This session explores best practices of creating both unit and integration tests for Spark programs as well as acceptance tests for the data produced by our Spark jobs. We will explore the difficulties with testing streaming programs, options for setting up integration testing with Spark, and also examine best practices for acceptance tests.
Unit testing of Spark programs is deceptively simple. The talk will look at how unit testing of Spark itself is accomplished, as well as factor out a number of best practices into traits we can use. This includes dealing with local mode cluster creation and teardown during test suites, factoring our functions to increase testability, mock data for RDDs, and mock data for Spark SQL.
Testing Spark Streaming programs has a number of interesting problems. These include handling of starting and stopping the Streaming context, and providing mock data and collecting results. As with the unit testing of Spark programs, we will factor out the common components of the tests that are useful into a trait that people can use.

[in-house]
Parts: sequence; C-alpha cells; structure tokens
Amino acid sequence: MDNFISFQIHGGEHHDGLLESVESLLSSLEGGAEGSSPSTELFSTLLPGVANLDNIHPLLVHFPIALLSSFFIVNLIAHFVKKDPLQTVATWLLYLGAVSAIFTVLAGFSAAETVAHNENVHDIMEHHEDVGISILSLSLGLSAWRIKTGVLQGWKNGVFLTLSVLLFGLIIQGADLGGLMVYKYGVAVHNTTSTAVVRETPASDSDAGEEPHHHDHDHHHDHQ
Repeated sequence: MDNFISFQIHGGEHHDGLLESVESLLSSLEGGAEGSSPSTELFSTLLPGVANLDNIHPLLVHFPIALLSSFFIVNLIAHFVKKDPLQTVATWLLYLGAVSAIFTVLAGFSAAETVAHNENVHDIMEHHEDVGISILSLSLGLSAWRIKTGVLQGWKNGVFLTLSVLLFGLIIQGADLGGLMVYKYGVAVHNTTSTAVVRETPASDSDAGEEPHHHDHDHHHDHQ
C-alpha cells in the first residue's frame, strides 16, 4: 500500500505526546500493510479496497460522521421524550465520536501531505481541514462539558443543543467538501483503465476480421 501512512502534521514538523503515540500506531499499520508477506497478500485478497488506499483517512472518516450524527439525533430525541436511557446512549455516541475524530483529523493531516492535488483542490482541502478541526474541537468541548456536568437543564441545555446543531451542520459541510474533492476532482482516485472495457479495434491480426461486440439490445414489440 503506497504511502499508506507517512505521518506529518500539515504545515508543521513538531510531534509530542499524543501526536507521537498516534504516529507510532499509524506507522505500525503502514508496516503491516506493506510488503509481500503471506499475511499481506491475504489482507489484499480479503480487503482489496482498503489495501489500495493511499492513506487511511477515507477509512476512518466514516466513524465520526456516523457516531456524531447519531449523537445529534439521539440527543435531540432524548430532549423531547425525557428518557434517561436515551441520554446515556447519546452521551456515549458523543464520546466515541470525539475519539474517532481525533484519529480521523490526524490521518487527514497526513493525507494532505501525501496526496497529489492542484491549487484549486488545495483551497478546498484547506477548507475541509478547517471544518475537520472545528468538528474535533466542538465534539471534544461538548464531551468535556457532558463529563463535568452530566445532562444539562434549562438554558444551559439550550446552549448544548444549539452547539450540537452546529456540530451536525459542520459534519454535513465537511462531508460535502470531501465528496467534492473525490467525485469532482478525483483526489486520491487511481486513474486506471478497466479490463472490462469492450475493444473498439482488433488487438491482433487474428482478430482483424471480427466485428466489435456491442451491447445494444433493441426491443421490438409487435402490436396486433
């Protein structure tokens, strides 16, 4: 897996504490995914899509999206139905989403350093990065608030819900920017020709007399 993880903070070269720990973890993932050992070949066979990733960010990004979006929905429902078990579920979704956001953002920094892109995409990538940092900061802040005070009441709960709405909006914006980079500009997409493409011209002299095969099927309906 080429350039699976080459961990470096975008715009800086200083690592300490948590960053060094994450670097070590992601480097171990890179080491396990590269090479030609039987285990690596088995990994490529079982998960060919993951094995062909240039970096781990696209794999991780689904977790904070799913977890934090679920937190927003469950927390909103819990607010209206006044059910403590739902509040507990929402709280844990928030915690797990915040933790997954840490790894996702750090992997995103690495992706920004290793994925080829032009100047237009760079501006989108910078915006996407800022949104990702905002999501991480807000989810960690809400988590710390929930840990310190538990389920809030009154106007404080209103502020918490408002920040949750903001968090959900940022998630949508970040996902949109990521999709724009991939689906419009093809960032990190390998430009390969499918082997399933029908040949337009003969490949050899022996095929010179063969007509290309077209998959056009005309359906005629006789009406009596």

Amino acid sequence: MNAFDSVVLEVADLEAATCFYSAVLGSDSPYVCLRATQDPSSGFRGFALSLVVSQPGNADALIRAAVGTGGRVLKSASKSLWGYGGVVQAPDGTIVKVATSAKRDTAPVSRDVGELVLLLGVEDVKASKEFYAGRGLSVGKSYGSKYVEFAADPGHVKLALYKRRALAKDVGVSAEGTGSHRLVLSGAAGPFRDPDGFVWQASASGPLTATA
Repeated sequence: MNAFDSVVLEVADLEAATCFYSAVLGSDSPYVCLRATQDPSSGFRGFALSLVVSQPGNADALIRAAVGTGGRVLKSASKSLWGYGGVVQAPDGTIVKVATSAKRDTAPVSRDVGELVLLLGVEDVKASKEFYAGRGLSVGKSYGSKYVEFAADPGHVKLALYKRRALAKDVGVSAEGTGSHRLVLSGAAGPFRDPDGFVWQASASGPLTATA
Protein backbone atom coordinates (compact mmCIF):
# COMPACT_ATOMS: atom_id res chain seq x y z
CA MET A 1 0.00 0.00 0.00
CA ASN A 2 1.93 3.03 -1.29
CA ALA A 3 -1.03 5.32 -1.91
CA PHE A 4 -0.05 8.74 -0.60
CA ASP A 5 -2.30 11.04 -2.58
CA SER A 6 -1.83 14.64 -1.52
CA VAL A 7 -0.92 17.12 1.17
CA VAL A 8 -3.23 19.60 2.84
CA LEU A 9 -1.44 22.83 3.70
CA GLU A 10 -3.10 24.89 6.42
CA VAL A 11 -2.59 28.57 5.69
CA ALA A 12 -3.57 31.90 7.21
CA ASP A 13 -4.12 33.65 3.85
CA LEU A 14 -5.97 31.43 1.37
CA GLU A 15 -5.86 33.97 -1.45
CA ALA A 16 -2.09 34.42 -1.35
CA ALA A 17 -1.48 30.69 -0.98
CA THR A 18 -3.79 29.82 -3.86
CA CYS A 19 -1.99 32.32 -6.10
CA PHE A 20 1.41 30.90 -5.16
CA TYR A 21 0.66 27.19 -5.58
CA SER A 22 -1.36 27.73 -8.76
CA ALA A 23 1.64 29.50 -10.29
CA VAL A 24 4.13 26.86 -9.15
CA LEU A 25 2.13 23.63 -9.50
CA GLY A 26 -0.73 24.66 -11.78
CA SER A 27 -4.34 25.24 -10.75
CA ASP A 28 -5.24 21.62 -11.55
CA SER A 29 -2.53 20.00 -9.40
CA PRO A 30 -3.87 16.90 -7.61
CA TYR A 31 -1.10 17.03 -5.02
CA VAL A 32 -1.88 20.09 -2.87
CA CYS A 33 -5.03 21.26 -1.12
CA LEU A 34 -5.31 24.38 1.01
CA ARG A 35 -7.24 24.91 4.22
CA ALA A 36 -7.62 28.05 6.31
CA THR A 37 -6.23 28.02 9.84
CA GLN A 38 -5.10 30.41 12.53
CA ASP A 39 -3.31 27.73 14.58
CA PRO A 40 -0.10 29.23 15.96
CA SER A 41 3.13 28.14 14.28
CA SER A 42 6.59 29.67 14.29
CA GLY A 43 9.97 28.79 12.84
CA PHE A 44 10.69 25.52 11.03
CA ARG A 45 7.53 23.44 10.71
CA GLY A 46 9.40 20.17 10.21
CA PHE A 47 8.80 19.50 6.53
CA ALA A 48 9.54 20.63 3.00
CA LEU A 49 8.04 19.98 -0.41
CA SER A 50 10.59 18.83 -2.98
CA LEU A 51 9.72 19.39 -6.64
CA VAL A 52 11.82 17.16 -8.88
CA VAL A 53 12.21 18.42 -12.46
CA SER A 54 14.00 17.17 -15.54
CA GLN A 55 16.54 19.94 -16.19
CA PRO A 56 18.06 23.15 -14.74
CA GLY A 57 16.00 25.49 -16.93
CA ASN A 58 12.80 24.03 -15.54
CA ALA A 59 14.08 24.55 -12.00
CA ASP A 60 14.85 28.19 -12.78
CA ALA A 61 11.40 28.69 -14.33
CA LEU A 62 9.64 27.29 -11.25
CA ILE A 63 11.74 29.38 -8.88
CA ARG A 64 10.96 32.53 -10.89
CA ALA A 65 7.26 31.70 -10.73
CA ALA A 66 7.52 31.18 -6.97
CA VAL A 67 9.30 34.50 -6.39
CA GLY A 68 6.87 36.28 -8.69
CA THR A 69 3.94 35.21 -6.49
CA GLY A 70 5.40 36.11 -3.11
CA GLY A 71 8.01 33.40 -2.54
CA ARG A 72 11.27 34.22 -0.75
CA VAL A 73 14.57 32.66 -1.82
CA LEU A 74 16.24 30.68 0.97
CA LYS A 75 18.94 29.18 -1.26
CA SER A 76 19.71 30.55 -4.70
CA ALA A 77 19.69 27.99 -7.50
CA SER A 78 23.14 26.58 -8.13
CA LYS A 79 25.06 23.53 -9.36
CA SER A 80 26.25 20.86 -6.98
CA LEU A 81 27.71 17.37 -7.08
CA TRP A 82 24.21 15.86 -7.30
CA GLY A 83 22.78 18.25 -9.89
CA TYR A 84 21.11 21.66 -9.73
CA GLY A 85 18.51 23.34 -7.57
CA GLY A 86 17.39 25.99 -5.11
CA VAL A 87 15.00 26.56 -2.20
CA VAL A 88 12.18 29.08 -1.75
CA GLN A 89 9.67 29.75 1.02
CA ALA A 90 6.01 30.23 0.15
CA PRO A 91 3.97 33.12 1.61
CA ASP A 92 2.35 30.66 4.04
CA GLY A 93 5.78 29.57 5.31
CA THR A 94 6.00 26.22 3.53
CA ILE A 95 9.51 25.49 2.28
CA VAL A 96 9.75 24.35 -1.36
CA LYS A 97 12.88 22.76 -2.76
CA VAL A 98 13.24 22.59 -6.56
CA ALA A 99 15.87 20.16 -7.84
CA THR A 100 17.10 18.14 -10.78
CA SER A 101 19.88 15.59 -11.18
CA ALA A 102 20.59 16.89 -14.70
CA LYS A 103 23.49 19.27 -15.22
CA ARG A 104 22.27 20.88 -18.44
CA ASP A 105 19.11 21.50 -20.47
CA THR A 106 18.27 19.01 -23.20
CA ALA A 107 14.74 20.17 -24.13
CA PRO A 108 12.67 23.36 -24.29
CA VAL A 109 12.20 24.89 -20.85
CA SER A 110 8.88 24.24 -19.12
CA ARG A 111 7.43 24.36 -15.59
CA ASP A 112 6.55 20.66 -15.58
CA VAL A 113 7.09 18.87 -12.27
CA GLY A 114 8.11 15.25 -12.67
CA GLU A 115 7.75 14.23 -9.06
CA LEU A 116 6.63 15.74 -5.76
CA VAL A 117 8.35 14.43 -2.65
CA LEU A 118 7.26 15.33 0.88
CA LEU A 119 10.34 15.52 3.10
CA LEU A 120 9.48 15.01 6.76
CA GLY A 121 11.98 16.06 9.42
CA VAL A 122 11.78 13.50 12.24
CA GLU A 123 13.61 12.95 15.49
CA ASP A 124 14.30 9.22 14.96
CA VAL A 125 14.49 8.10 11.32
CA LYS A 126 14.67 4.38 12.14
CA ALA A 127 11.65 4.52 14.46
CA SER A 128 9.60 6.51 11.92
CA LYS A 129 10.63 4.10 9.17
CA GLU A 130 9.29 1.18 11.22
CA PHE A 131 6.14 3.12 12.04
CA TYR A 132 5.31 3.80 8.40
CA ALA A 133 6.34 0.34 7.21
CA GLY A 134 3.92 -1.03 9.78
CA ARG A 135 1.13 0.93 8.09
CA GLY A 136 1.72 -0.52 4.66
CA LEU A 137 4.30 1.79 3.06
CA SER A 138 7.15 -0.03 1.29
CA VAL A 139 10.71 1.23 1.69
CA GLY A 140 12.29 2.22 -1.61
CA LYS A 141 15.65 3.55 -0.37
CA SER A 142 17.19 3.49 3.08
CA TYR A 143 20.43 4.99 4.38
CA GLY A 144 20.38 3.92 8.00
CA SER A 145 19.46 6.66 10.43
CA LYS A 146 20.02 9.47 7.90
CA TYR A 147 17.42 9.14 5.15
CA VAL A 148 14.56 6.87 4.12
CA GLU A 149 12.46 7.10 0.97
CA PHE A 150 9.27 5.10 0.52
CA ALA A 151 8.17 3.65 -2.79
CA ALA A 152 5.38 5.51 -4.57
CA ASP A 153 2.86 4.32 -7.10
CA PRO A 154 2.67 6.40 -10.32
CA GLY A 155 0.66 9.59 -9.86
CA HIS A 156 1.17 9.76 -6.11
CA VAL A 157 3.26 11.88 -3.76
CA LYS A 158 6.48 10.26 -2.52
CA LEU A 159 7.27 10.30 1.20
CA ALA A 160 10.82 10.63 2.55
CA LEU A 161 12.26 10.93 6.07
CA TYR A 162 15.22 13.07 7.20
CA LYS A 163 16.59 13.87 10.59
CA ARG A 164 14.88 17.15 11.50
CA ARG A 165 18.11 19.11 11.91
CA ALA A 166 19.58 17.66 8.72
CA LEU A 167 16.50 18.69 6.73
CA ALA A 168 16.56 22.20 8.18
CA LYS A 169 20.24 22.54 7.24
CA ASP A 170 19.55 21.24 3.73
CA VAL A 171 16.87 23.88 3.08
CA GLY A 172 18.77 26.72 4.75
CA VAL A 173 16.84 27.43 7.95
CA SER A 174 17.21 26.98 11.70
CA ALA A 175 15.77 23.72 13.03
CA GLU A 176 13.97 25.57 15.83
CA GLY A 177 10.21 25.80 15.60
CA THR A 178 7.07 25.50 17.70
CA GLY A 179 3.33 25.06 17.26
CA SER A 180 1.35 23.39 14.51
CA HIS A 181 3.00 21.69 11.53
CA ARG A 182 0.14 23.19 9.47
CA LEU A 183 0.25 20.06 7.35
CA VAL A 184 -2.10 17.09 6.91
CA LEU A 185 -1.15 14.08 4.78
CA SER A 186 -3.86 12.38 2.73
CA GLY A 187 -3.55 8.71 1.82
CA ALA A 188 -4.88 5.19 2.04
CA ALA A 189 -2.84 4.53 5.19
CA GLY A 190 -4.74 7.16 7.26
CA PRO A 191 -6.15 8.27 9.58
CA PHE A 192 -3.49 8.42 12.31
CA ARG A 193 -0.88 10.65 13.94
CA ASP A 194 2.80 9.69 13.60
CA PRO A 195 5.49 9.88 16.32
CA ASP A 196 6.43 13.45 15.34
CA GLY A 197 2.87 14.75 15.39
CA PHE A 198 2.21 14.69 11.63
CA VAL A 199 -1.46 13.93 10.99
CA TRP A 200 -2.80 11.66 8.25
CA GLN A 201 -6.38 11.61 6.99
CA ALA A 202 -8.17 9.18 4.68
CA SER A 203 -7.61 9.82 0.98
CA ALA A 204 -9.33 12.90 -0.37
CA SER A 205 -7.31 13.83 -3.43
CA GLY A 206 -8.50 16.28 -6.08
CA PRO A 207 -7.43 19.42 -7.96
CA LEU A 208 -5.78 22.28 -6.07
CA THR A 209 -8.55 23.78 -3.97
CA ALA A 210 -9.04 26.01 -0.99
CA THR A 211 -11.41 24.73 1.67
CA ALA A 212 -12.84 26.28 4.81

While acceptance tests are not always part of testing, they share a number of similarities. We will look at which counters Spark programs generate that we can use for creating acceptance tests, best practices for storing historic values, and some common counters we can easily use to track the success of our job.
Relevant Spark Packages & Code:
https://github.com/holdenk/spark-testing-base / http://spark-packages.org/package/holdenk/spark-testing-base
Holden Karau is a transgender Canadian open source developer advocate at Google focusing on Apache Spark, Beam, and related big data tools. Previously, she worked at IBM, Alpine, Databricks, Google (yes, this is her second time), Foursquare, and Amazon. Holden is the coauthor of Learning Spark, High Performance Spark, and another Spark book that’s a bit more out of date. She’s a committer on the Apache Spark, SystemML, and Mahout projects. When not in San Francisco, Holden speaks internationally about different big data technologies (mostly Spark). She was tricked into the world of big data while trying to improve search and recommendation systems and has long since forgotten her original goal. Outside of work, she enjoys playing with fire, riding scooters, and dancing.
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